In one embodiment the assay is an induced luminescence immunoassay, which is described in U.S. Pat. No. 5,340,716 (Ullman, et al.) entitled “Assay Method Utilizing Photoactivated Chemiluminescent Label” (“induced luminescence assay”), which disclosure is incorporated herein by reference. In one approach the assay uses a particle incorporating a photosensitizer and a label particle incorporating a chemiluminescent compound. One or both of the particles may be coated with a polysaccharide where the particles were prepared in accordance with the principles disclosed herein. The label particle may be conjugated to an sbp member, for example, an antibody for the analyte that is capable of binding to the analyte to form a complex, or to a second sbp member to form a complex, in relation to the amount of the analyte. If the analyte is present, the photosensitizer and the chemiluminescent compound come into close proximity. The photosensitizer generates singlet oxygen and activates the chemiluminescent compound when the two labels are in close proximity. The activated chemiluminescent compound subsequently produces light. The amount of light produced is related to the amount of the complex formed, which comprises antibody for the analyte.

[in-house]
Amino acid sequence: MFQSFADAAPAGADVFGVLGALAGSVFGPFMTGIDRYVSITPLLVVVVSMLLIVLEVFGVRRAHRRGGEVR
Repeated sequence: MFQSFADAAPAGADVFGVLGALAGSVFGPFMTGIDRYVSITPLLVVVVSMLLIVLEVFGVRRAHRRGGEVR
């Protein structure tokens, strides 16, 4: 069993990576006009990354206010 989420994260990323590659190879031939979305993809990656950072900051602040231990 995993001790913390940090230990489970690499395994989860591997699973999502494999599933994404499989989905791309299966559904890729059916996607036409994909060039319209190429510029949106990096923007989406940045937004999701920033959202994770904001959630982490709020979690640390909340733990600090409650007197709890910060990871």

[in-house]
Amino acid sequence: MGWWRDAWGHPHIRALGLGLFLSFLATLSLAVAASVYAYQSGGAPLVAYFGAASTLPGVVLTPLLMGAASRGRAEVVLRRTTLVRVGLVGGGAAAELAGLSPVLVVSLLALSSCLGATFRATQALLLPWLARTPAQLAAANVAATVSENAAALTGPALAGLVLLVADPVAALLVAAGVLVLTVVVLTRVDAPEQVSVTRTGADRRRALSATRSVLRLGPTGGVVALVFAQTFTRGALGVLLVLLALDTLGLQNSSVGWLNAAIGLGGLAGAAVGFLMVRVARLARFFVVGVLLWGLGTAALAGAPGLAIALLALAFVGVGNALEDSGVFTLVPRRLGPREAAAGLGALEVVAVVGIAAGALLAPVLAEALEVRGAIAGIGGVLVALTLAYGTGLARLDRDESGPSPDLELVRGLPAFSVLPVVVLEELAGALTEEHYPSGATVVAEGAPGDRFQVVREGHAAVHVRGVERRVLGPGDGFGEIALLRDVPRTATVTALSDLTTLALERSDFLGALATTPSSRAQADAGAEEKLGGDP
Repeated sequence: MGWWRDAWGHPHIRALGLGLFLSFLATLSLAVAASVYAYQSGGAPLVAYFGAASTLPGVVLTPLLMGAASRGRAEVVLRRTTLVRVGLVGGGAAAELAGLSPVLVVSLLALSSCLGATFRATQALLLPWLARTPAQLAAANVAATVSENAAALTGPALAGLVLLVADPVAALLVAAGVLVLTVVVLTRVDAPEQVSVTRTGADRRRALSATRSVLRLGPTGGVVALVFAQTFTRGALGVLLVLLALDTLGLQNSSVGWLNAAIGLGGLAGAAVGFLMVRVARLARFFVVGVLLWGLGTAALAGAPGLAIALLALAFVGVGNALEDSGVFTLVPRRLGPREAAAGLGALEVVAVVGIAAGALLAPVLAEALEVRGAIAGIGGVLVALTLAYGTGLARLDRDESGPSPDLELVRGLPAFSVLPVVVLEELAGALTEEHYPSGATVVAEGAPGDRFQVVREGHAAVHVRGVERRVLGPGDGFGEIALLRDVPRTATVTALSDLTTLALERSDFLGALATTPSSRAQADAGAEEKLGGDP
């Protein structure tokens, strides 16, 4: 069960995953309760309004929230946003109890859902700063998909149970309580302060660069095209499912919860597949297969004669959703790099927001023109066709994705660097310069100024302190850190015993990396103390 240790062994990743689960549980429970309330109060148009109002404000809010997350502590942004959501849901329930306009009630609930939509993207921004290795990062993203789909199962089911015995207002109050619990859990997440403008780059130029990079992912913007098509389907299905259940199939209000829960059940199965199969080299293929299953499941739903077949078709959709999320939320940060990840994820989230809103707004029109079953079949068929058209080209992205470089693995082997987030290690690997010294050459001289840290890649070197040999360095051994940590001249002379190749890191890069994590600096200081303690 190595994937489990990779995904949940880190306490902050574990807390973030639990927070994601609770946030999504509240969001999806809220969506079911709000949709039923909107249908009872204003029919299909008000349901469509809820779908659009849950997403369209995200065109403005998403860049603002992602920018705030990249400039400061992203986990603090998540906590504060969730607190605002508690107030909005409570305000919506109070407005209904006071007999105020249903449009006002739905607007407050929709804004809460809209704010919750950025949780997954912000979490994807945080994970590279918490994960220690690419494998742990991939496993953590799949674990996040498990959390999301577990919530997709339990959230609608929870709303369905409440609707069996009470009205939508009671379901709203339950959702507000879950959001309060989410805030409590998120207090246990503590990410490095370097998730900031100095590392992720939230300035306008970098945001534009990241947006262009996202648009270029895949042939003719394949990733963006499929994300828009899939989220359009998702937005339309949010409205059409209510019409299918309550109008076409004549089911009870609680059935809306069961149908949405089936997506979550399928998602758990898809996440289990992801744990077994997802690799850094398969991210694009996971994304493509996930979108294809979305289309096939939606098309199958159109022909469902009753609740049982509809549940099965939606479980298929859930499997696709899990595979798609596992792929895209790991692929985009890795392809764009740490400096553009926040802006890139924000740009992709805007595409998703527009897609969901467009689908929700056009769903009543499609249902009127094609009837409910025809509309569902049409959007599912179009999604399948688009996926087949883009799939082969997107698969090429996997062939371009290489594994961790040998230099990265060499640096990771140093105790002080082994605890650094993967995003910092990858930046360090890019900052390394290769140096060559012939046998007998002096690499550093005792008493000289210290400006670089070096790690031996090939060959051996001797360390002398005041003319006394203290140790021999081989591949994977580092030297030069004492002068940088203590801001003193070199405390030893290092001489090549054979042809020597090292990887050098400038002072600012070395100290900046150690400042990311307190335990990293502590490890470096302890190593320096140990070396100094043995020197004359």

By way of further illustration, chemiluminescent particles may be employed, which comprise the chemiluminescent compound associated therewith such as by incorporation therein or attachment thereto. An sbp member that binds to the analyte, such as, for example, an antibody for analyte, is bound to a polysaccharide coating the particles, which are prepared in accordance with the principles disclosed herein. A second sbp member that binds to the analyte is part of a biotin conjugate. Streptavidin is conjugated to a second set of particles having a photosensitizer associated therewith. The binding of the streptavidin to this second set of particles (photosensitizer particles) may or may not involve a polysaccharide on the particles. The chemiluminescent particles are mixed with the respective portion of the sample suspected of containing an analyte and with the photosensitizer particles. With regard to the first portion of the sample, the reaction medium is incubated to allow the particles to bind to substances or components in the sample other than analyte. With regard to the second portion of the sample, the reaction medium is incubated to allow the particles to bind to the analyte by virtue of the binding of the sbp members to the analyte. Then, the medium is irradiated with light to excite the photosensitizer, which is capable in its excited state of activating oxygen to a singlet state. Because the chemiluminescent compound of one of the sets of particles is now in close proximity to the photosensitizer by virtue of the presence of the substances and/or the analyte, it is activated by singlet oxygen and emits luminescence. The medium is then examined for the amount of luminescence or light emitted, the presence thereof being related to the amount of the substances that bind to antibody for the analyte or the amount of analyte.